POLITICS & INSTITUTIONS - POLITICS

Green transition

Organic farming progress in 2021 too slow



Unless a revolution in farming practices occurs over the next 2 years, Luxembourg is unlikely to meet its own target for 20% of organic farmlands.  Photo: Shutterstock

Unless a revolution in farming practices occurs over the next 2 years, Luxembourg is unlikely to meet its own target for 20% of organic farmlands.  Photo: Shutterstock

Dedicating 20% of Luxembourg’s total agricultural land for organic farming by 2025. This was the goal set by agricultural minister Romain Schneider (LSAP) in March 2020. Nearly two years later, new numbers suggest that aim might be missed.

Over 2021, 1,387 hectares of agricultural land switched to organic practices, revealed the minister in answer to a parliamentary question on 16 December. 33 businesses made the change this year, a steep increase in comparison to the 10 (+2 beekeepers) new participants in 2020, though 11 of those 33 are only partly switching practices.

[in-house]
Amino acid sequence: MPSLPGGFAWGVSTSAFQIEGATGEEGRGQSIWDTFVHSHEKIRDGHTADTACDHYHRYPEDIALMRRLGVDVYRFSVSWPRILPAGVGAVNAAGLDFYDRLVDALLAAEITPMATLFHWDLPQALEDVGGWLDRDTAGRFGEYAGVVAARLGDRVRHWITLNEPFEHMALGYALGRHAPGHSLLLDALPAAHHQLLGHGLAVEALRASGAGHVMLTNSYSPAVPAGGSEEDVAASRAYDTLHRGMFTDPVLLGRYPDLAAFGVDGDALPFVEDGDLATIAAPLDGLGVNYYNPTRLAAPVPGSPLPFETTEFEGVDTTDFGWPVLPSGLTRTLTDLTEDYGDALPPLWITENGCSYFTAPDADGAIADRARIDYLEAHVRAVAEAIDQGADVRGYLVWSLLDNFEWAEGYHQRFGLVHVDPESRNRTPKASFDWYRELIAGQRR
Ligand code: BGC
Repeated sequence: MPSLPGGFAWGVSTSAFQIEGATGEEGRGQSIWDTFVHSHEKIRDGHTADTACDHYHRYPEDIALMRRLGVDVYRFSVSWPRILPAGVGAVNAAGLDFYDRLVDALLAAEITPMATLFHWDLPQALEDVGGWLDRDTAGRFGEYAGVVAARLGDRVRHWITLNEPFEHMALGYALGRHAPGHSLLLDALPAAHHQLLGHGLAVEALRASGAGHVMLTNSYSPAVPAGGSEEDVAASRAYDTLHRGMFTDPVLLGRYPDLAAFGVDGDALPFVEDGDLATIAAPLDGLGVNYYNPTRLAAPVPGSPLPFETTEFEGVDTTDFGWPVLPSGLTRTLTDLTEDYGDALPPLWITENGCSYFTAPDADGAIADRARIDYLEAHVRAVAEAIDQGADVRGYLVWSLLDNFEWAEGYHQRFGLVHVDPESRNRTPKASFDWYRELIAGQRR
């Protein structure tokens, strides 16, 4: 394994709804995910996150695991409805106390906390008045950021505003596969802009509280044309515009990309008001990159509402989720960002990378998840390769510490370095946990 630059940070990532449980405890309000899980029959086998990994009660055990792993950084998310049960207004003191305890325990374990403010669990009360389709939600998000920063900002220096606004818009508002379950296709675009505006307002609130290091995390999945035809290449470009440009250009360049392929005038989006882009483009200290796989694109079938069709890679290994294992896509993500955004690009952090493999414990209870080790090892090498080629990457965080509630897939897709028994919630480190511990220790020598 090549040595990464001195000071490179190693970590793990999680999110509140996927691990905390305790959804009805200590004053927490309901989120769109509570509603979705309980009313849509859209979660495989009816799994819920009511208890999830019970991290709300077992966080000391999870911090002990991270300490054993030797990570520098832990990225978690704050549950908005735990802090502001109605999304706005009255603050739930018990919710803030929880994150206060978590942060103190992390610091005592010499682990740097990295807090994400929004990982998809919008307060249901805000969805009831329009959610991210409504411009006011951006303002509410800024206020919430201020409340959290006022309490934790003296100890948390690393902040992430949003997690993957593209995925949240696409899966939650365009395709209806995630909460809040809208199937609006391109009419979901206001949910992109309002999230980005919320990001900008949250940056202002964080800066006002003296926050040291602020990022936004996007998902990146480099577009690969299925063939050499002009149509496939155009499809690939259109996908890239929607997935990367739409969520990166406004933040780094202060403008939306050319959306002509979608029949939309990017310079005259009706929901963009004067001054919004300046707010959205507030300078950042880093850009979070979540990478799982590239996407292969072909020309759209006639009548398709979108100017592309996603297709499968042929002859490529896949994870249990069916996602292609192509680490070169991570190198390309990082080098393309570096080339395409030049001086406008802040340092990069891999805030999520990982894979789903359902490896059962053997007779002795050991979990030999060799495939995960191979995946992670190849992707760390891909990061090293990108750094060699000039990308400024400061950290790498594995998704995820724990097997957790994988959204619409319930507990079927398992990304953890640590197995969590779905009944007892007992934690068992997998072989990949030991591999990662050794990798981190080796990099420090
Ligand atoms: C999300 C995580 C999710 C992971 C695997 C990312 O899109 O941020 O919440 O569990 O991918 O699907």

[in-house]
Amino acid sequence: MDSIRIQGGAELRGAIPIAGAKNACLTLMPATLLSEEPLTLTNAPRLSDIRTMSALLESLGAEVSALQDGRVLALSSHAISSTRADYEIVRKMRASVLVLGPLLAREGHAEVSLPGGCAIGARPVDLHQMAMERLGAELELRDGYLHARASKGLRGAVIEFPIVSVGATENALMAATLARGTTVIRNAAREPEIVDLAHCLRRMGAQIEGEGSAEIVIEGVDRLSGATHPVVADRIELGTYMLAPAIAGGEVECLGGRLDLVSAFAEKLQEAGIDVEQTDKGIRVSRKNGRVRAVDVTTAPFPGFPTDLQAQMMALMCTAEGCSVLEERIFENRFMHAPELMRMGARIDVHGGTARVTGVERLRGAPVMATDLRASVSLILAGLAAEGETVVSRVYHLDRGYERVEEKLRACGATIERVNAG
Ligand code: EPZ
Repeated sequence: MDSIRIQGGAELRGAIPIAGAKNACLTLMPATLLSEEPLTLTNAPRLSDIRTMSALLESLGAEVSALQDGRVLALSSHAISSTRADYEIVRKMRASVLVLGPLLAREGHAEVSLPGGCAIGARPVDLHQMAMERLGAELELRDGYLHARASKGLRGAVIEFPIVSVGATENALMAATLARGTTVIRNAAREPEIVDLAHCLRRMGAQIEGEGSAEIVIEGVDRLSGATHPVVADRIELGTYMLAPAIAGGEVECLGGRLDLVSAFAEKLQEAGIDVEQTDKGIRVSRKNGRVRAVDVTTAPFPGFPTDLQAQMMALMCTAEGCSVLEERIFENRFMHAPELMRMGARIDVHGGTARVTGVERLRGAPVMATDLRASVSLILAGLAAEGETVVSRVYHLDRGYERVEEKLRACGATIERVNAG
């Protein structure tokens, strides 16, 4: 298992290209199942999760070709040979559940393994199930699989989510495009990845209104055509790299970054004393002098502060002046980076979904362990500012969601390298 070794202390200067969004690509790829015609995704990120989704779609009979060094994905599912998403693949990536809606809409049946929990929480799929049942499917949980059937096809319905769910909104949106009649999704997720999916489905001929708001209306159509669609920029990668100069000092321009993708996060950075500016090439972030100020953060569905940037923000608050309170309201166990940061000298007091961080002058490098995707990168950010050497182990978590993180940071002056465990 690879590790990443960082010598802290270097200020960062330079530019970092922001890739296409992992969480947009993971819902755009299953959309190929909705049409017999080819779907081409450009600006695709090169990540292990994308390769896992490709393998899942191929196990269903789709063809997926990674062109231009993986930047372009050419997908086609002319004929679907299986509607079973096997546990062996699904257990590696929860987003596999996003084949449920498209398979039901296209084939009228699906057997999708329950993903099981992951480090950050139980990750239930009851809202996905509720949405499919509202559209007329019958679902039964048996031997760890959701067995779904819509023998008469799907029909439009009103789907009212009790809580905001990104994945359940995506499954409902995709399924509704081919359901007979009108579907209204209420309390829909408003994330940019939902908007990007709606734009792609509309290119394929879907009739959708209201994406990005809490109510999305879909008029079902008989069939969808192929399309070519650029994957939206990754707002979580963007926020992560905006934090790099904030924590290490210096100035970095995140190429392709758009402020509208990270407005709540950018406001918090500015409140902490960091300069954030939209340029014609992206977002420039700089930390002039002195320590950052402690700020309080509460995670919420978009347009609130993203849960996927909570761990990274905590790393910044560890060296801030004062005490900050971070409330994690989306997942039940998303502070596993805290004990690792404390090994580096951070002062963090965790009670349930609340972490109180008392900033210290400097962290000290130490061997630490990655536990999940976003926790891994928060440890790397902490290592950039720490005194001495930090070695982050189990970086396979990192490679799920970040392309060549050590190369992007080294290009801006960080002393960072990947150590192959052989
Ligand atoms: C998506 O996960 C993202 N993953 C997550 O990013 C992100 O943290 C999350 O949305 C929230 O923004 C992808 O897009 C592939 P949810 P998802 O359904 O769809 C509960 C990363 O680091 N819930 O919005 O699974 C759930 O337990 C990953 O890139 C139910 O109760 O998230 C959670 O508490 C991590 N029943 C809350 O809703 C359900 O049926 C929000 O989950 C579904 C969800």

The target is a part of the PAN-Bio 2025 plan presented in March 2020, to make the grand duchy’s farming sector more organic.

Regardless, the growth in organic farming is too slow to meet the 2025 target. In 2020, only 1,5% of meat production was organic, for instance, while 1,3% of milk was organic. Eggs (18,80%), honey (15,03%), fruit (23,14%) and vegetables (35,36%) see the highest proportion of organic production. Seeds (2,4%). And grapes (2,6%), which alongside meat and milk, are more important contributors to Luxembourg’s agriculture, are also far from meeting the 20% mark.

Though the exact percentage of organic farming land cannot be established for the year 2021 yet, Schneider had last year remarked that 5,18% of the grand duchy’s land fitted the necessary criteria. A growth of 7% but that covered less than 1% more of the total farming land, outlined Delano’s sister publication Paperjam at the time. Currently, 7,892 hectares are organic according to guidelines, though some counted are still in a transition phase.

Luxembourg’s agricultural sector had earlier this month been accused by ecological organisations Greenpeace Luxembourg, Mouvement écologique and natur&ëmwelt of not doing enough to make its future agricultural strategy sustainable.